The donor was the mother of the patient. HLA compatibility showed matches of HLA-A, HLA-B, and HLA-DR of 1 match each, with 4% cross-matches. The patient underwent heterotopic kidney transplant in the right iliac region with the imposition of an end-to-end anastomosis between the kidney artery and the internal iliac artery and end-to-side anastomosis between the renal vein and the external iliac vein. Uretero-vesical anastomosis was performed in accordance with the standard Lich-Gregoire procedure with double J stenting. Next, we performed duplication of the wall of the right ureter with the imposition of ureterocystoneostomy anastomosis on the right with double J stenting and imposition of ureterocystoneostomy anastomosis on the left with double J stenting. Immediate graft function was observed during the operation.

The recipient received standard three-component immunosuppressive therapy. The daily diuresis was 5400 mL (Table 1), which gradually decreased to 3200 mL on day 9 postsurgery. The creatinine level decreased from 0.40 to 0.066 mmol/L on postoperative day 9. Moderate proteinuria of 0.066 g/L on day 2 and 0.198 g/L on day 4 after surgery was also noted. The absence of proteinuria was observed only on day 5 postsurgery. An ultrasonogram of the transplanted kidney on day 7 showed smooth and clear contours of the kidney, with dimension of 10.2 × 4.6 cm. The size of the kidney cortex was 1.4 to 1.5 cm. There was no pronounced pyramidal pattern, and the heart and pelvis were not expanded. Blood flow volume in the arcuate arteries was at 28.7 cm/s with resistance index (RI) of 0.61. Blood flow volume in segmental arteries was at 50.6 cm/s with RI of 0.65. Blood flow volume in anastomosis was 120.4 cm/s with RI of 0.72. These findings showed that the transplanted kidney had function within normal limits.

On day 17 after transplant, an ultrasonography of the native kidney on the right showed a size of 7.3 × 2.5 cm with smooth contours. Respiratory mobility was preserved, and the thickness of the kidney parenchyma (size of kidney cortex) was 0.4 to 0.6 cm. The pelvicalyceal system of the kidney and the pelvis were not expanded, and the ureter was not visualized. The left kidney size was 6.3 × 2.4 cm. Respiratory mobility was preserved, and the thickness of the kidney cortex was 0.3 to 0.4 cm. Heart rate was normal, and pelvis was not expanded. The calyx and the ureter in the upper third were normal. The patient had ureteral stents removed on day 27 posttransplant and was discharged in a satisfactory condition.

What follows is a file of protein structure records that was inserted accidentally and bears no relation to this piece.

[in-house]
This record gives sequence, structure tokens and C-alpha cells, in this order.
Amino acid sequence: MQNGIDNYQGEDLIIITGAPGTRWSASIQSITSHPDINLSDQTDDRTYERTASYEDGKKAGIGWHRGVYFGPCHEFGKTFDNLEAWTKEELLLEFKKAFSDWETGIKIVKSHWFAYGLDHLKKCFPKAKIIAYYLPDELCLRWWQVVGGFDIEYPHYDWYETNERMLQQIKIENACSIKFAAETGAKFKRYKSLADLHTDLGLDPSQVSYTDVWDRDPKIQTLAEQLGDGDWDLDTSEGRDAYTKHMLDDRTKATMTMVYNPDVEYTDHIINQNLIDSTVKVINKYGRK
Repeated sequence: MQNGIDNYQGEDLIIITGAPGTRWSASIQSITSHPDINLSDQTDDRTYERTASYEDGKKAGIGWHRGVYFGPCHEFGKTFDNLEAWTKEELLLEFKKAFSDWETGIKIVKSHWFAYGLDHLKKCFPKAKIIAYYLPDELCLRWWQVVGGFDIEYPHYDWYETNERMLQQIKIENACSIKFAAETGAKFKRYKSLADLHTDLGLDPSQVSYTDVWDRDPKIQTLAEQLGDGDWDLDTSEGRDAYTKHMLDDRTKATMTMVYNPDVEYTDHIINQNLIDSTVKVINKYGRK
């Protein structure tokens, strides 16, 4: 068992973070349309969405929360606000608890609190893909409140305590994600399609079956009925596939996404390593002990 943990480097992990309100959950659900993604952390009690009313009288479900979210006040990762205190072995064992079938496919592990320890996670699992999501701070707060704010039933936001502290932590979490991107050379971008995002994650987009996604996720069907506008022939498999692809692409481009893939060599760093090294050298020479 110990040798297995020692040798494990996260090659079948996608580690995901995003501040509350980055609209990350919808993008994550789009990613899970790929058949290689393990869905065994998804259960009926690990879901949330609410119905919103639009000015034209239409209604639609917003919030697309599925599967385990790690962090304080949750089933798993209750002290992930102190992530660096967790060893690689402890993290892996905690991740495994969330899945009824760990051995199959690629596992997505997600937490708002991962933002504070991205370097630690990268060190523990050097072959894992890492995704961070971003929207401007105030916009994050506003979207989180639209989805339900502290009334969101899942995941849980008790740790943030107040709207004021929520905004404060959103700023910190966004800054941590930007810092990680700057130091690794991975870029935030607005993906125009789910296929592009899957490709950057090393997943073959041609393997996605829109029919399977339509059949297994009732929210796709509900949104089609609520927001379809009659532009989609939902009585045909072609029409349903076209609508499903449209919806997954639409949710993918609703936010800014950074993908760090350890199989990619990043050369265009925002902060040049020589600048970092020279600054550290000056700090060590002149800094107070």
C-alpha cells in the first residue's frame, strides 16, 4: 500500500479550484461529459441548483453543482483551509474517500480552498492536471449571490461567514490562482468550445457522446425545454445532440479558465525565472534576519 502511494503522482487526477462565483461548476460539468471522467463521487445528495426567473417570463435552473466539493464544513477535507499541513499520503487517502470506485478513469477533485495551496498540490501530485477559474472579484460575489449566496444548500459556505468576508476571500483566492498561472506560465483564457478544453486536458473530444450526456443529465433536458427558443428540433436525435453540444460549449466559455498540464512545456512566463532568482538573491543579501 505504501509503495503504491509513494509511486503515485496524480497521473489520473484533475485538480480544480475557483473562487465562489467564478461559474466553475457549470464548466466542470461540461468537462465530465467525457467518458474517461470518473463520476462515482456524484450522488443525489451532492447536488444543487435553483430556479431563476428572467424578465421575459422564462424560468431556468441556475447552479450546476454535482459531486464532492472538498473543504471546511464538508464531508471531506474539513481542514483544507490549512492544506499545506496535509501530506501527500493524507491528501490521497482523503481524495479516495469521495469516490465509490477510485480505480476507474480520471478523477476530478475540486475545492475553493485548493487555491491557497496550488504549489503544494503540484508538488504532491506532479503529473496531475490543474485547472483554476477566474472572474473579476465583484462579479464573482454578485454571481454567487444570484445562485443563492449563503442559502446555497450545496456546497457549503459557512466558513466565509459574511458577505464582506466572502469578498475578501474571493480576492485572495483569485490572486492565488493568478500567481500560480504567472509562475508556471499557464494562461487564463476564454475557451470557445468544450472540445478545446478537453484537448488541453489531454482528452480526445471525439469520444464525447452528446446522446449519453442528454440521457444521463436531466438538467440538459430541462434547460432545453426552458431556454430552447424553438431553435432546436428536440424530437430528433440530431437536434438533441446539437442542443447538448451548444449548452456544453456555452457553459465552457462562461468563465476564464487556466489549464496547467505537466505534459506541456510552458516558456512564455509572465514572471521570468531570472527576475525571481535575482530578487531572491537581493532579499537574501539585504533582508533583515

Given its growing prevalence in recent decades, CKD has become a major health problem worldwide. The main causes of CKD in children are congenital anomalies of the kidneys and urinary tract, steroid-resistant nephrotic syndrome, chronic glomerulonephritis, and kidney ciliopathy. Kidney transplant surgery in children has become a common surgical operation and is associated with high success rates. Kidney transplant in Uzbekistan began in 2018.12 The patient described in our report did not have a timely diagnosis of abnormal development of the urinary tract. During diagnostic cystoscopy, insufficiency of the vesicoureteral segment on the right side was revealed, which caused ESRD. For this patient, kidney transplant and simultaneous bilateral duplication of the ureter were the best treatment options and were successful. Early and accurate diagnosis and timely treatment of urinary tract abnormalities can reduce the incidence of ESRD in children.


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Volume : 20
Issue : 5
Pages : 36 - 38
DOI : 10.6002/ect.PediatricSymp2022.O3


From the Republican Research Center of Emergency Medicine, Tashkent, Uzbekistan
Acknowledgements: The authors have not received any funding or grants in support of the presented research or for the preparation of this work and have no declarations of potential conflicts of interest.
Corresponding author: Azizbek Ismatov, Republican Research Center of Emergency Medicine, Tashkent, Uzbekistan
Phone: +998 977459745